The solid desk top piece I had obsessed about was not horribly difficult, but it was time consuming. With its completion we just had to sand it all smooth and stain it with the same combination as the lower portion of the desk. Easy peasy, right? (Insert record scraaaasastttttccchhhhh sound effect here!)

I don't have any photos of what transpired, primarily because I was beside myself with frustration and was nearly destroyed. We stained the desk top we had worked so hard to assemble and felt like everything was going great, but it was far from it. Apparently, the new can of stain we had purchased had sat so long in the store that much of it had settled near the bottom, and our shaking/stirring hadn't resolved this sediment issue. The end result was a desk top that was a significantly more red in hue than the rest of the desk.

We were distraught to say the least. After working so hard, the jerk hole stain had derailed us on one of the final steps. We asked friend after friend if the color was too different, too red, just plain horrible, etc. We're lucky to have some very honest friends as they were able to tell us that it did in fact look bad.

Gladly this was stain, and I had a lot of sanding pads and a random orbit sander. After a little bit of swearing, a sprinkle of whining, and a smidge of pouting, and some stomping around for good measure, I put in a couple of hours of sanding (my over agitated hands paid the price for that) to bring the desk top back to a piece of wood just waiting for its next coat of stain. I think it only took a few hours to get it to where it needed to be again. Ugh.

This time the stain process went far better. I'll tell you on thing for sure, there was no way the can of stain was going to have anything unmixed in the bottom. No way, no how!

We probably could have left it the different color and only a few people would have really noticed, but it was one of those things I would stare at and hate every day. I'm very glad we took the time to correct the issue and to be sure it looked as good as it could. The end result was a deep and rich solid wood desktop that fit perfectly with place. After years using a self assembly particle board desk with fake wood veneer, our dream of a desk was finally coming true.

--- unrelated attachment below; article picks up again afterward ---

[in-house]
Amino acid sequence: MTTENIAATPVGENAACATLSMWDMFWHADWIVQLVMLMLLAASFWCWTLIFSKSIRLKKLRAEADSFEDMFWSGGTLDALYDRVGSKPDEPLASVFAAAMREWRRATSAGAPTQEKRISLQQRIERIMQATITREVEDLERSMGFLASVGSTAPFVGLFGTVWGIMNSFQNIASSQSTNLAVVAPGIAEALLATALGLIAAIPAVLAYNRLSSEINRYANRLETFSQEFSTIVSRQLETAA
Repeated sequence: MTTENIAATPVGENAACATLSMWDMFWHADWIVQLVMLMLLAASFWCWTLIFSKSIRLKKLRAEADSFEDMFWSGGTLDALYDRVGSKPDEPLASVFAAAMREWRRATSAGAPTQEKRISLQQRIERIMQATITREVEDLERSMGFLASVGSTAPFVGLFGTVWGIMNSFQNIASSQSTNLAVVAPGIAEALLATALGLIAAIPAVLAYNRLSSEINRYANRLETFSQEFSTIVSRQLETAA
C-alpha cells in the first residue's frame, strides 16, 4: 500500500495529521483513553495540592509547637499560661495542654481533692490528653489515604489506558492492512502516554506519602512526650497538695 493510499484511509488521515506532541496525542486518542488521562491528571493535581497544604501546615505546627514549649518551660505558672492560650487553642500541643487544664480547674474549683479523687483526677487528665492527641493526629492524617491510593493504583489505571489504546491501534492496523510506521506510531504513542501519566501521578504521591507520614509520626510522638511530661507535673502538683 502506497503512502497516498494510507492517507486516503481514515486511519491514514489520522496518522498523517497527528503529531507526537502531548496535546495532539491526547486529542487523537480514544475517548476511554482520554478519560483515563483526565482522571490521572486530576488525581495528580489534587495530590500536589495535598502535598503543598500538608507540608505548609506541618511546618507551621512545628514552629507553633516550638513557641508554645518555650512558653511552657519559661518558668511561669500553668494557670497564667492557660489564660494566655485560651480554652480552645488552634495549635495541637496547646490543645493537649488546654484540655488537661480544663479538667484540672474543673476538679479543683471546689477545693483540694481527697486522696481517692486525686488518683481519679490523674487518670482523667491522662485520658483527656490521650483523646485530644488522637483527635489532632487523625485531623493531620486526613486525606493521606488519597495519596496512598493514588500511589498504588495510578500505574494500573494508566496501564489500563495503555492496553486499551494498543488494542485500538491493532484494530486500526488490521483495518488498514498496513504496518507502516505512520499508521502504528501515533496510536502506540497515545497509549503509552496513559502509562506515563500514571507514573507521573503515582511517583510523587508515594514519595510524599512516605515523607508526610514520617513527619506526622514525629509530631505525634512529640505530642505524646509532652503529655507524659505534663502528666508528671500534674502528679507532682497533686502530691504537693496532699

We weren't done by any means. Remember, we drew a top half plan for the desk on another sheet of paper. Besides, do you see that list in the photo above? Yeah, it had all of the items that remained and I still had to build the upper cabinets, come up with some shelves on the right, and figure out a good way to light the whole thing. But the base was finished, and we were thrilled with the results.

So what do you think of the base? Does it looks like a first attempt at furniture building? Do you think the desk works well in the space? Stay tuned as I'll cover the construction of the upper cabinets in a future post. 

Comments 7

Comments

12/9/2011 at 2:28 PM
Stand tall and proud because it looks great! I love the justification for a new tool, too. New project = new tool. I think it should work well for craft supplies.??
Wendy
12/9/2011
I think this definitely applies to craft supplies as well Marilyn! You probably don't want to know how many types of glue, glue guns, soap making accessories, etc. I've collected over the years. :-)
12/9/2011 at 2:49 PM
I have to say that it looks pretty good. Also, I have also instituted the new project = new tool rule (and just used it to purchase a miter saw for flooring & molding).

Cheers!
Wendy
12/9/2011
Thanks Thad!

A new miter saw, eh? Nice! Happy cutting. :-)
Monique
12/9/2011 at 3:03 PM
I don't see anything wrong with your desk. It looks beautiful and fits in perfectly in that spot. You are two talented folks so relax and admire your huge accomplishment. :-)
Wendy
12/9/2011
Thanks Monique! If we had kept the too-red desktop, you probably would have seen something wrong, that's for sure. :-) We really enjoy the desk, both for the way it looks and the way it functions. Hey, www.oldtownhome.com was built from this desk after all!
12/12/2011 at 9:56 AM
Looks GREAT! The desktop is amazing. The whole thing is!!